Although I am pretty comfortable in my skin now, the journey has been a long one to culminate to a point where I would walk around festival campgrounds fully nude and fully expressive in my authentic self. I showed up to outdoor yoga and didn’t care that I was the only naked woman there. I still practiced in fully expression of my heart. The fact that I allowed myself to laugh out loud, to run around, dance in the rain and not apologize for my nakedness, personality or presence was huge.
I lovethe lyrics to Beyoncé’s song “Pretty Hurts”:
These words well express the nature of the healing process towards feeling like I have a right to be present, take up space and be myself. Jaime Swift expressed in her 2016 piece “Weighing” to Exhale: On Black Girls, Women, and Body Image Disturbance”
After counseling and much-needed reconciliation and forgiveness with my body and myself, I no longer wished that I was beautiful. I began to believe that I am beautiful… and always was. Although I still struggle with my weight at times, I can say that I see myself as beautiful, witty, smart, lovely, and unequivocally me. No matter what weight I may be.
Much goes into feeling like one has the right to be present and take up space, that one is perfect as they are. It wasn’t so much the seeing of black bodies in clothes free living that helped me as much as it was finding how vibrant and amazing I am in my own skin as I learned to live my authentic life. Certainly witnessing other black people engage clothes freedom was powerful. But I also had to go deeper and reckon with myself. I had to do major surgery on my soul.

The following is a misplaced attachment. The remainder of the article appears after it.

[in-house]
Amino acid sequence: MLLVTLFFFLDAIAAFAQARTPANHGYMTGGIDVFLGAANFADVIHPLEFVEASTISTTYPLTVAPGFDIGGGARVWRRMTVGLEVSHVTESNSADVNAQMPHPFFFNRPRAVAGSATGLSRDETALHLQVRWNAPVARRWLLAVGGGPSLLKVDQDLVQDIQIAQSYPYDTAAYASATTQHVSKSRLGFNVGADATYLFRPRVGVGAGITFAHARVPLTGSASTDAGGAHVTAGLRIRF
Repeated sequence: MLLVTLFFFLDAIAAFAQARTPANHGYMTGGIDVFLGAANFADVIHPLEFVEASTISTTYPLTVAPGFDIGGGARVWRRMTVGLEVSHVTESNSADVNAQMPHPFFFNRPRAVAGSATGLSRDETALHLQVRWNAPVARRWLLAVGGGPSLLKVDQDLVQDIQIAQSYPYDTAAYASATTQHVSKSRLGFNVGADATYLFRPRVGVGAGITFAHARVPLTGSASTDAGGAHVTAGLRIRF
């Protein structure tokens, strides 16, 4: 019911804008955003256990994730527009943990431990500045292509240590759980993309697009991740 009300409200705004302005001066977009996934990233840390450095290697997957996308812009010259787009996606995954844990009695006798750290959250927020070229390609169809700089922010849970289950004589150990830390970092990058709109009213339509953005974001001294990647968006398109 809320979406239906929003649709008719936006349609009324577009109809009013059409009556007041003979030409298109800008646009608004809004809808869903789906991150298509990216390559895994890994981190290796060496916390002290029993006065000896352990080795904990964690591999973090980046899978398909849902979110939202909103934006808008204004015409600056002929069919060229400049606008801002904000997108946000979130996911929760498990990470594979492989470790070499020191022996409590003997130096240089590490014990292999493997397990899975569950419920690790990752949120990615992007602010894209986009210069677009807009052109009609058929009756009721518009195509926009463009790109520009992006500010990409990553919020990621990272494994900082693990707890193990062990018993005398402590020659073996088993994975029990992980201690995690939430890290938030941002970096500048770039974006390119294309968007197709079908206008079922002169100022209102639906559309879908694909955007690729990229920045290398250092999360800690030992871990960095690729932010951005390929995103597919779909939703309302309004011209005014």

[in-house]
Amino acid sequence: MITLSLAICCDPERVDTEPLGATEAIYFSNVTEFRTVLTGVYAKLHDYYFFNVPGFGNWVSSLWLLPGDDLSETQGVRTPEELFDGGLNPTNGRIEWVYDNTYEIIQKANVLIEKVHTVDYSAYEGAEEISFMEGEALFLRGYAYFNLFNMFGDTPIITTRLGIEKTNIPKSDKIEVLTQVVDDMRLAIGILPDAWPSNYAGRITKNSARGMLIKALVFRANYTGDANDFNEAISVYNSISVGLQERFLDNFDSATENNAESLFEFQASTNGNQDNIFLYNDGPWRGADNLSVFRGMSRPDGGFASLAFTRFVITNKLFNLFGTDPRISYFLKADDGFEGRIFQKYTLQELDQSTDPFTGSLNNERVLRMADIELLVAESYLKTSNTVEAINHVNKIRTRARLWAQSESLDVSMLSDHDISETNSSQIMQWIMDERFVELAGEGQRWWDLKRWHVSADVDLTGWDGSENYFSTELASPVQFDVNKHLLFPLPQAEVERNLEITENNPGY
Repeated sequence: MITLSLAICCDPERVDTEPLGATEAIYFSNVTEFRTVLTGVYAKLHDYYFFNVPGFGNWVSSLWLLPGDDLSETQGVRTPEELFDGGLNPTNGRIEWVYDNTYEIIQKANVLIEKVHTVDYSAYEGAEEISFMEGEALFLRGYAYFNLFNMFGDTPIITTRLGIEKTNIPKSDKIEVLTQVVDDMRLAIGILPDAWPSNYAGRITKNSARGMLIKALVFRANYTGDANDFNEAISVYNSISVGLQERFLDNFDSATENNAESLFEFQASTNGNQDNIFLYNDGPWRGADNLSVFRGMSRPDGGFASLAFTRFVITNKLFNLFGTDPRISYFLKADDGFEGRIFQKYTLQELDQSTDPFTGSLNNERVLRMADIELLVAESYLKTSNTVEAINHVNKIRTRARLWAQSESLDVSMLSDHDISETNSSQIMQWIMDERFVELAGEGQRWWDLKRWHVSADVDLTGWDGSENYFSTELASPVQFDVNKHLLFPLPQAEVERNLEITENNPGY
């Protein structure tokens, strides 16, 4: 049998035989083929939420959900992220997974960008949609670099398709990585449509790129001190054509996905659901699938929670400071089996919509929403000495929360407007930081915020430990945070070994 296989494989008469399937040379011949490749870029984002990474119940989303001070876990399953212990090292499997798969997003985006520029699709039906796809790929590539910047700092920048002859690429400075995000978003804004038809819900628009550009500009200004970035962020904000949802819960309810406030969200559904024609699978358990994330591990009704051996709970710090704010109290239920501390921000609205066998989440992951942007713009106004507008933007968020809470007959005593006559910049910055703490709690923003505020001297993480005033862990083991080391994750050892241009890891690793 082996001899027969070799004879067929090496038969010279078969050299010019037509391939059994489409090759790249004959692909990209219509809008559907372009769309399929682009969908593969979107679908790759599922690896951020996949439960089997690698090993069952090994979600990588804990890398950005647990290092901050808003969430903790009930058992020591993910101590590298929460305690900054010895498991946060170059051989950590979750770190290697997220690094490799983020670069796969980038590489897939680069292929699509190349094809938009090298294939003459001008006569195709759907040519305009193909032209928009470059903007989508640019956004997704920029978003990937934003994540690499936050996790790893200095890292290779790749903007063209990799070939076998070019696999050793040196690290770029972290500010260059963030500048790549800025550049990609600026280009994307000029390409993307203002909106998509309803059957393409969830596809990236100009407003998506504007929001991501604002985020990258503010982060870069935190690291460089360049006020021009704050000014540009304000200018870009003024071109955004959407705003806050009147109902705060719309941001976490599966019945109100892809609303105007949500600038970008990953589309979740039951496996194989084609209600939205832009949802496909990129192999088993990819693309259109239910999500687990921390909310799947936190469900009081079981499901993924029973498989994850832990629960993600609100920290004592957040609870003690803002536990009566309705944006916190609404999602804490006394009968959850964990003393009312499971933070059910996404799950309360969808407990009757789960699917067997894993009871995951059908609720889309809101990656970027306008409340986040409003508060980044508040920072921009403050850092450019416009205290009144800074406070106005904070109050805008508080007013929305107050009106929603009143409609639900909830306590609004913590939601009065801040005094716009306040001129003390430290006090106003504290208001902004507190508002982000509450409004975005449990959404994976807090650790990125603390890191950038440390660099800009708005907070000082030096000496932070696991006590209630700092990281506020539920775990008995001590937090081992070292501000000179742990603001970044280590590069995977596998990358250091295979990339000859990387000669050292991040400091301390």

Clothes free yoga is, by far, one of my favorite things to do to boost my confidence and remind me of how awesome I am. On some days I spend inordinate amounts of time in the bathroom looking at my stomach. But the minute I roll out the mat and remember how strong I am that I can do arm balances and inversions with this one beautiful body with which I was gifted, my confidence bursts through the roof. It’s amazing to breathe deeply into my lungs and feel alive while doing sun salutations outdoors in the nude. There’s truly nothing like it. And it always reminds me, even on days when I just lie down on my back and put my legs up the wall, that I am an amazing vibrant lively human being.
I wanted to speak on black women, given what came up for me at the festival and some of the pieces and conversations about black women and body image. Do you feel like you can stand up straight, walk around without worry and just be yourself? Do you know that you are beautiful no matter what your size, shade, hair texture, curve profile, etc.? Do you know that you are amazing, and that the wonder of you cannot be contained in labels and opinions?
There are a set of tweets from Lin-Manuel Miranda that always remind me how amazing I am as a human being, inside and out:
We writers spend our lives trying to do you justice.
And you're always more than we can capture.
— Lin-Manuel Miranda (@Lin_Manuel) July 5, 2016
We writers spend our lives trying to conjure you from every angle.
We get close enough to keep trying.
— Lin-Manuel Miranda (@Lin_Manuel) July 6, 2016
Side note: whoever you are, if you’re ever feeling down, read this guy’s tweets, especially the good morning and good evening ones. You’ll feel lovely and amazing, like the most coveted puppy in the whole world.
It was a powerful experience for me to walk around at the clothing optional festival and be in full expression of my true self.
You have a right to be here.
You have a right to take up space.
You have a right to be your authentic self.